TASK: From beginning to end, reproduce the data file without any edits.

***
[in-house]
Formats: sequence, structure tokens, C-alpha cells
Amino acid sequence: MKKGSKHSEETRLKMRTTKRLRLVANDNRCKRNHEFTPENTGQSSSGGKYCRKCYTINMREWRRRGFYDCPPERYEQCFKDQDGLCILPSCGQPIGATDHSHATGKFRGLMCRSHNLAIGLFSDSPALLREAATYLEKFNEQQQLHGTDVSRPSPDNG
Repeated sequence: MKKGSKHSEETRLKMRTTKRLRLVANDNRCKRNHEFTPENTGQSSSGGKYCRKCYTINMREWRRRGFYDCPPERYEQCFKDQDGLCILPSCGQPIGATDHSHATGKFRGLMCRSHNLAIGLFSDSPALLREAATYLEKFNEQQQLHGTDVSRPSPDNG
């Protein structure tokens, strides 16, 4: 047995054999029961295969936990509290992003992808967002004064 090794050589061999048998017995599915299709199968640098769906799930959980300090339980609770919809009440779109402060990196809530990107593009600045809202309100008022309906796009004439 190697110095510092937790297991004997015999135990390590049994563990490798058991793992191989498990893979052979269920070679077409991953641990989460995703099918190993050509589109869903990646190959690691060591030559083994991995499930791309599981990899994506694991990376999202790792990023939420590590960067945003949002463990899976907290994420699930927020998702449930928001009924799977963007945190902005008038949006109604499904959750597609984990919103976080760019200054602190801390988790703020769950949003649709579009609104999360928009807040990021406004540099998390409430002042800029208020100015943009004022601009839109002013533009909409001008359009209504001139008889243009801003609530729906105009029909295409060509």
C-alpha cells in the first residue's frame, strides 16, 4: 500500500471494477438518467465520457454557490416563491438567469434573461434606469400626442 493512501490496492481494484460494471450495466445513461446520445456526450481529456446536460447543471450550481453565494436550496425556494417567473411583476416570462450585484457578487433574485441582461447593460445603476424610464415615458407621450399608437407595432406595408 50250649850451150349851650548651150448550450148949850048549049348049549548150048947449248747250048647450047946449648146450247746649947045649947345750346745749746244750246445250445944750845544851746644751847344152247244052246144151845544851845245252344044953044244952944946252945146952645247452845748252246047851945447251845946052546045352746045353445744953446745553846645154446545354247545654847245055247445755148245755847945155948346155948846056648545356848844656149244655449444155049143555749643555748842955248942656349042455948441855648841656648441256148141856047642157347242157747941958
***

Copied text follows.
[in-house]
Formats: sequence, structure tokens, C-alpha cells
Amino acid sequence: MKKGSKHSEETRLKMRTTKRLRLVANDNRCKRNHEFTPENTGQSSSGGKYCRKCYTINMREWRRRGFYDCPPERYEQCFKDQDGLCILPSCGQPIGATDHSHATGKFRGLMCRSHNLAIGLFSDSPALLREAATYLEKFNEQQQLHGTDVSRPSPDNG
Repeated sequence: MKKGSKHSEETRLKMRTTKRLRLVANDNRCKRNHEFTPENTGQSSSGGKYCRKCYTINMREWRRRGFYDCPPERYEQCFKDQDGLCILPSCGQPIGATDHSHATGKFRGLMCRSHNLAIGLFSDSPALLREAATYLEKFNEQQQLHGTDVSRPSPDNG
């Protein structure tokens, strides 16, 4: 047995054999029961295969936990509290992003992808967002004064 090794050589061999048998017995599915299709199968640098769906799930959980300090339980609770919809009440779109402060990196809530990107593009600045809202309100008022309906796009004439 190697110095510092937790297991004997015999135990390590049994563990490798058991793992191989498990893979052979269920070679077409991953641990989460995703099918190993050509589109869903990646190959690691060591030559083994991995499930791309599981990899994506694991990376999202790792990023939420590590960067945003949002463990899976907290994420699930927020998702449930928001009924799977963007945190902005008038949006109604499904959750597609984990919103976080760019200054602190801390988790703020769950949003649709579009609104999360928009807040990021406004540099998390409430002042800029208020100015943009004022601009839109002013533009909409001008359009209504001139008889243009801003609530729906105009029909295409060509």
C-alpha cells in the first residue's frame, strides 16, 4: 500500500471494477438518467465520457454557490416563491438567469434573461434606469400626442 493512501490496492481494484460494471450495466445513461446520445456526450481529456446536460447543471450550481453565494436550496425556494417567473411583476416570462450585484457578487433574485441582461447593460445603476424610464415615458407621450399608437407595432406595408 50250649850451150349851650548651150448550450148949850048549049348049549548150048947449248747250048647450047946449648146450247746649947045649947345750346745749746244750246445250445944750845544851746644751847344152247244052246144151845544851845245252344044953044244952944946252945146952645247452845748252246047851945447251845946052546045352746045353445744953446745553846645154446545354247545654847245055247445755148245755847945155948346155948846056648545356848844656149244655449444155049143555749643555748842955248942656349042455948441855648841656648441256148141856047642157347242157747941958